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litre or (US) liter (ˈliːtə)
 
n
1.  one cubic decimetre
2.  (formerly) the volume occupied by 1 kilogram of pure water at 4°C and 760 millimetres of mercury. This is equivalent to 1.000 028 cubic decimetres or about 1.76 pints
 
[C19: from French, from Medieval Latin litra, from Greek: a unit of weight]
 
liter or (US) liter
 
n
 
[C19: from French, from Medieval Latin litra, from Greek: a unit of weight]

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Encyclopedia Britannica
Encyclopedia

litre

unit of volume in the metric system, equal to one cubic decimetre (0.001 cubic metre). From 1901 to 1964 the litre was defined as the volume of one kilogram of pure water at 4C (39.2F) and standard atmospheric pressure; in 1964 the original, present value was reinstated. One litre is equivalent to approximately 1.0567 U.S. quart.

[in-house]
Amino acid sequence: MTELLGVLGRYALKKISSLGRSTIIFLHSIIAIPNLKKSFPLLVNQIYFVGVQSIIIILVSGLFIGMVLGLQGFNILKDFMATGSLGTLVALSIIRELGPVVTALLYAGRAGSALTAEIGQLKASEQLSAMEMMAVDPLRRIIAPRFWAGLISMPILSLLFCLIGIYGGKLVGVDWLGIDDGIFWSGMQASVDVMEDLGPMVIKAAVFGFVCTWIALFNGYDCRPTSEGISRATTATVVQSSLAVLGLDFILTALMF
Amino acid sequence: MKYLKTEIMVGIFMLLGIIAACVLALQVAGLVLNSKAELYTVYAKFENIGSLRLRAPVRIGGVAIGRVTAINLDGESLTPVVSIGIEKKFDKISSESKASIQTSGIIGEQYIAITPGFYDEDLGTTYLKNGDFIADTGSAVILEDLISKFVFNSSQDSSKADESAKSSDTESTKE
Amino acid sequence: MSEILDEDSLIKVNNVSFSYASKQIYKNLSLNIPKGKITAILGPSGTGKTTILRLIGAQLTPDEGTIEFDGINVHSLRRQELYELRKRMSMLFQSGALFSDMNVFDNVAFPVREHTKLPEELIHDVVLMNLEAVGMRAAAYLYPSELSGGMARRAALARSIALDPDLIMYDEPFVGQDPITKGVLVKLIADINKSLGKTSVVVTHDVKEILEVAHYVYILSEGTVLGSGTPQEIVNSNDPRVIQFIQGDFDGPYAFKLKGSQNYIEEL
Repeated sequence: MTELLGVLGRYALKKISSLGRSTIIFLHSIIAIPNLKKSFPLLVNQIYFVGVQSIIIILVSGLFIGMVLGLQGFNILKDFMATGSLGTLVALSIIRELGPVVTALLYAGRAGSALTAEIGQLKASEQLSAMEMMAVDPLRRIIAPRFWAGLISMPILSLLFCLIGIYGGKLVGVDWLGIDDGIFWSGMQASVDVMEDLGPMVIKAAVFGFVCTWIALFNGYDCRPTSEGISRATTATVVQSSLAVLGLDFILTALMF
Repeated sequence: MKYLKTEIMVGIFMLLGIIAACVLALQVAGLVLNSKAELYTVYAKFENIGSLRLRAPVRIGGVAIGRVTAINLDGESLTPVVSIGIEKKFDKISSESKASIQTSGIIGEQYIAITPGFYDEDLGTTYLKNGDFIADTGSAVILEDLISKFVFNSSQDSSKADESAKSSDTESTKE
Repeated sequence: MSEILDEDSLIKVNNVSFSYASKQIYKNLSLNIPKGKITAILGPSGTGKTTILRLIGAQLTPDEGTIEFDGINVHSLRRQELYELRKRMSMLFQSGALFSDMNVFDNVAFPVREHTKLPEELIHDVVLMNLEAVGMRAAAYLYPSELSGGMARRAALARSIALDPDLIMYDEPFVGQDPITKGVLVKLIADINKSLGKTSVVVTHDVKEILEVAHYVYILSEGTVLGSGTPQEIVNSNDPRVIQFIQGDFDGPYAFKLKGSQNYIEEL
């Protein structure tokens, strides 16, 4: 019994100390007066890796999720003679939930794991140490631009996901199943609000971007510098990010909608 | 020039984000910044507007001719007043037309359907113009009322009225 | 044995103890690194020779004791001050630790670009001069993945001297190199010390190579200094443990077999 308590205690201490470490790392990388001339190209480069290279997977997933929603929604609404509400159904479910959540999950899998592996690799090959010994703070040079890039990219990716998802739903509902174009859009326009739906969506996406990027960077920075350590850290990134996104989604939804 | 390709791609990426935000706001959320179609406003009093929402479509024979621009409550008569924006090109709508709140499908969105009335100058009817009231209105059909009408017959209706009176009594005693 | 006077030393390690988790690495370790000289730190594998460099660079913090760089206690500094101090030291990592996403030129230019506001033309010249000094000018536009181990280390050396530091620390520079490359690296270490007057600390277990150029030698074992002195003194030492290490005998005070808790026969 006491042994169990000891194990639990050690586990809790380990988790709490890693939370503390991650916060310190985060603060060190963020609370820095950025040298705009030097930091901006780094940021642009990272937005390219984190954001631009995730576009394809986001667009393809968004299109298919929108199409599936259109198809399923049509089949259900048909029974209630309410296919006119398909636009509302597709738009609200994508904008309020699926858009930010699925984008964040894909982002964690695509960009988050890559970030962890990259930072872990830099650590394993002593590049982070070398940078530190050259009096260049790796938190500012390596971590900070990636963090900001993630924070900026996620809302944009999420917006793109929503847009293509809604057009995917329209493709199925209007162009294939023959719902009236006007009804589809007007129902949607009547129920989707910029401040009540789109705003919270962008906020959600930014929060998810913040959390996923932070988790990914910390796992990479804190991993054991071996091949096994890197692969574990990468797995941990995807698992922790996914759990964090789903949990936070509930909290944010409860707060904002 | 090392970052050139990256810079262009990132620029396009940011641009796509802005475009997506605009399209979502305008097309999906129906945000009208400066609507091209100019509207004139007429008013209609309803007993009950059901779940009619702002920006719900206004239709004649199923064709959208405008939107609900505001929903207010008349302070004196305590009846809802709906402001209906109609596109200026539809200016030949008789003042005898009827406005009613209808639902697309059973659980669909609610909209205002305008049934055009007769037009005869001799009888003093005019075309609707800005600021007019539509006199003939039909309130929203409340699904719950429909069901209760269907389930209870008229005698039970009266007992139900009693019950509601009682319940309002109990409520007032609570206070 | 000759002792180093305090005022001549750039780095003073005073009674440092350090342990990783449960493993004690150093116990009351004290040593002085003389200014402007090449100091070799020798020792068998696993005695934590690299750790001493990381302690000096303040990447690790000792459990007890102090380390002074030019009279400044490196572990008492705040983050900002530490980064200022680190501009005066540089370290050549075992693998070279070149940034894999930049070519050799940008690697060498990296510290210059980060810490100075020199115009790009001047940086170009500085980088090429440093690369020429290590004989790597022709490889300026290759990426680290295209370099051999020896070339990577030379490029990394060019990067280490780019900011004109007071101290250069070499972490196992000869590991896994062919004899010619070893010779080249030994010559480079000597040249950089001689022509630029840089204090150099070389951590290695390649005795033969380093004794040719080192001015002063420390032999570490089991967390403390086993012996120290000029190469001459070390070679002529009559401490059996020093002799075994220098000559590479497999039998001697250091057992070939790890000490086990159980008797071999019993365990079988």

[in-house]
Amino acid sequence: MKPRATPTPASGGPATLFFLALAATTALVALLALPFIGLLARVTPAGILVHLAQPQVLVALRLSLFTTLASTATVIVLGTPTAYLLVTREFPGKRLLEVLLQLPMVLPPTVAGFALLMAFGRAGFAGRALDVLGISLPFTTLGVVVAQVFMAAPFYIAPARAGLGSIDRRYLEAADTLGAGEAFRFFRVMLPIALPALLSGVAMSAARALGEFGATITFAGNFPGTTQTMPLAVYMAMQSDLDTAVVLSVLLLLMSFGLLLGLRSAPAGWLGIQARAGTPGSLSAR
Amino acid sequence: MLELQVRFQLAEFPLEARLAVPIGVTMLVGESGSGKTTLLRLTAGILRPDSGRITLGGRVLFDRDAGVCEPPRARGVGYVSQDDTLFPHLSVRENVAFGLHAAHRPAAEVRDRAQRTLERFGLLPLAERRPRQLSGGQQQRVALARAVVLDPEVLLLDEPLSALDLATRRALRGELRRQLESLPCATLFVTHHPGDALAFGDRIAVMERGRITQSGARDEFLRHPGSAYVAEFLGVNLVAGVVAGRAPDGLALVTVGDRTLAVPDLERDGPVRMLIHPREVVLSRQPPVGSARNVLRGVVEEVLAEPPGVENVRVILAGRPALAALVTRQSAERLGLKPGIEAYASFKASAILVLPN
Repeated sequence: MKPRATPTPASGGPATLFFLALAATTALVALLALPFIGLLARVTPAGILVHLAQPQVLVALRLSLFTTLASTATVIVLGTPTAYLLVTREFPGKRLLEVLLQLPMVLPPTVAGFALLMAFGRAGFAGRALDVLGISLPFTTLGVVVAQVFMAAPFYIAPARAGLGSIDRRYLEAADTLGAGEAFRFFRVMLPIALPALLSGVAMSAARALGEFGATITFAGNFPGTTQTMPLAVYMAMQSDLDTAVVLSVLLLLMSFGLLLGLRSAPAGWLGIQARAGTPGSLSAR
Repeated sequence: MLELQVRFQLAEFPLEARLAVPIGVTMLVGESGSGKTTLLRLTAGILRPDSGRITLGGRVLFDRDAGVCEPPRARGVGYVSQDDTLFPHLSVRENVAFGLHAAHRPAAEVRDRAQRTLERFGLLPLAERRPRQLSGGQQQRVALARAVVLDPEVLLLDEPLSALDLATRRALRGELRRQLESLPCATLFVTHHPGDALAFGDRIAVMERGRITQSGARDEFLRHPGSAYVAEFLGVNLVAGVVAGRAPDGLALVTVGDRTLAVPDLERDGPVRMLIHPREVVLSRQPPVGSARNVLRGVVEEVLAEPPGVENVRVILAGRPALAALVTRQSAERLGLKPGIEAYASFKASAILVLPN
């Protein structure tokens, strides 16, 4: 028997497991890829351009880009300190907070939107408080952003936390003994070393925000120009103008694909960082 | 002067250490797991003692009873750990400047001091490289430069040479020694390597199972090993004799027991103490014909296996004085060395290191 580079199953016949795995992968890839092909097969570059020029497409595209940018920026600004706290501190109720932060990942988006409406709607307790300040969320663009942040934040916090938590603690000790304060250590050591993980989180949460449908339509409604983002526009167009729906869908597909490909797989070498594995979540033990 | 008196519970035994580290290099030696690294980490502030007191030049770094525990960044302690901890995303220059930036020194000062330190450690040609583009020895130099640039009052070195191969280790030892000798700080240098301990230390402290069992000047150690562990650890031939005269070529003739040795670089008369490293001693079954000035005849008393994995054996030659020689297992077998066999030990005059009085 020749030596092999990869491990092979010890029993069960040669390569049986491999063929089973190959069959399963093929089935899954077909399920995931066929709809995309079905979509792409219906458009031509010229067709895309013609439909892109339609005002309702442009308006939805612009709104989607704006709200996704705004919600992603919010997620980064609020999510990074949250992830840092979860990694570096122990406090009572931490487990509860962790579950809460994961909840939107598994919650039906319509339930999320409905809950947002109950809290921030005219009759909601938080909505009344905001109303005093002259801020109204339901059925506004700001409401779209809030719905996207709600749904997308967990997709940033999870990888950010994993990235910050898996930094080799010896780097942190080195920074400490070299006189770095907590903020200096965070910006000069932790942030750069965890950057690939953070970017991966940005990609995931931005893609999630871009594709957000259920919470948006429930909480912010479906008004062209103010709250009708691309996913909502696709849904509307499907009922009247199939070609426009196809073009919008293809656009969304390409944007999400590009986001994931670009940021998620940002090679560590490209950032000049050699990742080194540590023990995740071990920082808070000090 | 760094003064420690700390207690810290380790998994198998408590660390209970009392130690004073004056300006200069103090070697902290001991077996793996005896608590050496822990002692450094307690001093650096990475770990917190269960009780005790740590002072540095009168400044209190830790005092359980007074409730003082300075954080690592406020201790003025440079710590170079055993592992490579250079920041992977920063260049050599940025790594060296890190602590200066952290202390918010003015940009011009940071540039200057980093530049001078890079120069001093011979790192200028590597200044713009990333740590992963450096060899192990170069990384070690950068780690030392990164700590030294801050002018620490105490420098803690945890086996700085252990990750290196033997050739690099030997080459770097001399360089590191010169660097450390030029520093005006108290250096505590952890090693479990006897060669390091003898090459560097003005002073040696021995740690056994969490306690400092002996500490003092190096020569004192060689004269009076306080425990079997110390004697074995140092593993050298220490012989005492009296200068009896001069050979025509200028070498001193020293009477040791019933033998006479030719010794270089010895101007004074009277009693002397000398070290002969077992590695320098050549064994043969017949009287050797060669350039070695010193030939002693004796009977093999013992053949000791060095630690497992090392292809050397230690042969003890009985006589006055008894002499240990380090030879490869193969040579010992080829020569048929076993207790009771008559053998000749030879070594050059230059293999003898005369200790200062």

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Encyclopedia Britannica, 2008. Encyclopedia Britannica Online.
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Example sentences
Indeed, even with oil prices sky high, a litre of bottled water can cost more than a litre of petrol.
Experts are even recommending drinking a litre of water after dyeing in order to dilute any peroxide absorbed through the skin.
Ethanol is corrosive and has less energy per litre than petrol and diesel.
Plus you can even take litre bottles of water through customs and onto flights in some places.
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